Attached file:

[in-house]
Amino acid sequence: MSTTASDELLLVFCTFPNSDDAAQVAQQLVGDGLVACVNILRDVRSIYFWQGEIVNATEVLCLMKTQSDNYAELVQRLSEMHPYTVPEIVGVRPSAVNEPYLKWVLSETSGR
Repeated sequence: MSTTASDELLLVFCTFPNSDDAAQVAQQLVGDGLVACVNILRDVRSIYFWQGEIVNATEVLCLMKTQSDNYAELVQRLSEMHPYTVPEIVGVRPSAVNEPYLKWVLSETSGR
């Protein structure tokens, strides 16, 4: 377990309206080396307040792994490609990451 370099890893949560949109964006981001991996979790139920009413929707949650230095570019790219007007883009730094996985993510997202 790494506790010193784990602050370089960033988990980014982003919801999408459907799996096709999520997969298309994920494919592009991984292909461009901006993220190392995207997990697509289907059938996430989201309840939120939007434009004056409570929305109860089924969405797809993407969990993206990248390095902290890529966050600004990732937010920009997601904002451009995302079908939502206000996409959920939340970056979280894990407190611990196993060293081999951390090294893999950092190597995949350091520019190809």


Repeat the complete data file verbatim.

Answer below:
[in-house]
Amino acid sequence: MSTTASDELLLVFCTFPNSDDAAQVAQQLVGDGLVACVNILRDVRSIYFWQGEIVNATEVLCLMKTQSDNYAELVQRLSEMHPYTVPEIVGVRPSAVNEPYLKWVLSETSGR
Repeated sequence: MSTTASDELLLVFCTFPNSDDAAQVAQQLVGDGLVACVNILRDVRSIYFWQGEIVNATEVLCLMKTQSDNYAELVQRLSEMHPYTVPEIVGVRPSAVNEPYLKWVLSETSGR
């Protein structure tokens, strides 16, 4: 377990309206080396307040792994490609990451 370099890893949560949109964006981001991996979790139920009413929707949650230095570019790219007007883009730094996985993510997202 790494506790010193784990602050370089960033988990980014982003919801999408459907799996096709999520997969298309994920494919592009991984292909461009901006993220190392995207997990697509289907059938996430989201309840939120939007434009004056409570929305109860089924969405797809993407969990993206990248390095902290890529966050600004990732937010920009997601904002451009995302079908939502206000996409959920939340970056979280894990407190611990196993060293081999951390090294893999950092190597995949350091520019190809």